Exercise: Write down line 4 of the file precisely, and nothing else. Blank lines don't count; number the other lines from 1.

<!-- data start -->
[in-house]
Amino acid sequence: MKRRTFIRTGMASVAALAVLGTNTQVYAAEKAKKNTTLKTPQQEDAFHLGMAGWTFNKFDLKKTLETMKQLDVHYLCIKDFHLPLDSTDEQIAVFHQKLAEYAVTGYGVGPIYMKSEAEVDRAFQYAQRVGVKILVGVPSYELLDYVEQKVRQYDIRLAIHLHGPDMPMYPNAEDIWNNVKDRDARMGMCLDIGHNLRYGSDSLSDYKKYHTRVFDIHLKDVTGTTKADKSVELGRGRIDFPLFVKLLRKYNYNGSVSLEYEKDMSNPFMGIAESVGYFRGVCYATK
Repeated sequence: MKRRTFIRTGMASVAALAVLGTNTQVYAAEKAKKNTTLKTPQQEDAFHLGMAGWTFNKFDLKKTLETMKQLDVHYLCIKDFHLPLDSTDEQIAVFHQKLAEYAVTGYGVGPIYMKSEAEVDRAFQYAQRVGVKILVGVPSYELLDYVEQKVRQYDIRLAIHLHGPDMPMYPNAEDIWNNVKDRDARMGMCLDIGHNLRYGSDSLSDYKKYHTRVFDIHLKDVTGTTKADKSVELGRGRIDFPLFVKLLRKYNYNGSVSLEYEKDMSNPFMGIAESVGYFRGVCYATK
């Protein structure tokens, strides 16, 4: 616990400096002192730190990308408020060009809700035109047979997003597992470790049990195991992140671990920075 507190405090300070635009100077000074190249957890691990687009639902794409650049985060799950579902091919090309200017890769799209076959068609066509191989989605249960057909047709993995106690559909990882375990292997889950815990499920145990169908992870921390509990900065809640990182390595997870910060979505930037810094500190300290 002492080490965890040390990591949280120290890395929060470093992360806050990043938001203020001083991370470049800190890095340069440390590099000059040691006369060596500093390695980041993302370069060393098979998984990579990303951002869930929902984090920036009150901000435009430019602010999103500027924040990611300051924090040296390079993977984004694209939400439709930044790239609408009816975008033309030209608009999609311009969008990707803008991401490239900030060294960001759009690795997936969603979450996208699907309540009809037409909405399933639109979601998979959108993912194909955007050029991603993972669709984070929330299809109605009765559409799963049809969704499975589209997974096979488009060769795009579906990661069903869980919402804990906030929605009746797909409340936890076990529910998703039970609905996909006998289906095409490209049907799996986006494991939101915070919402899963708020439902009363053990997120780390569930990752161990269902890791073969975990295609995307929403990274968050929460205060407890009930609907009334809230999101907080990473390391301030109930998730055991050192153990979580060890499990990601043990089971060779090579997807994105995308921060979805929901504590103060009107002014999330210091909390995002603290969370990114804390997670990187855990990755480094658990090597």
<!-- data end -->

């Protein structure tokens, strides 16, 4: 616990400096002192730190990308408020060009809700035109047979997003597992470790049990195991992140671990920075 507190405090300070635009100077000074190249957890691990687009639902794409650049985060799950579902091919090309200017890769799209076959068609066509191989989605249960057909047709993995106690559909990882375990292997889950815990499920145990169908992870921390509990900065809640990182390595997870910060979505930037810094500190300290 002492080490965890040390990591949280120290890395929060470093992360806050990043938001203020001083991370470049800190890095340069440390590099000059040691006369060596500093390695980041993302370069060393098979998984990579990303951002869930929902984090920036009150901000435009430019602010999103500027924040990611300051924090040296390079993977984004694209939400439709930044790239609408009816975008033309030209608009999609311009969008990707803008991401490239900030060294960001759009690795997936969603979450996208699907309540009809037409909405399933639109979601998979959108993912194909955007050029991603993972669709984070929330299809109605009765559409799963049809969704499975589209997974096979488009060769795009579906990661069903869980919402804990906030929605009746797909409340936890076990529910998703039970609905996909006998289906095409490209049907799996986006494991939101915070919402899963708020439902009363053990997120780390569930990752161990269902890791073969975990295609995307929403990274968050929460205060407890009930609907009334809230999101907080990473390391301030109930998730055991050192153990979580060890499990990601043990089971060779090579997807994105995308921060979805929901504590103060009107002014999330210091909390995002603290969370990114804390997670990187855990990755480094658990090597």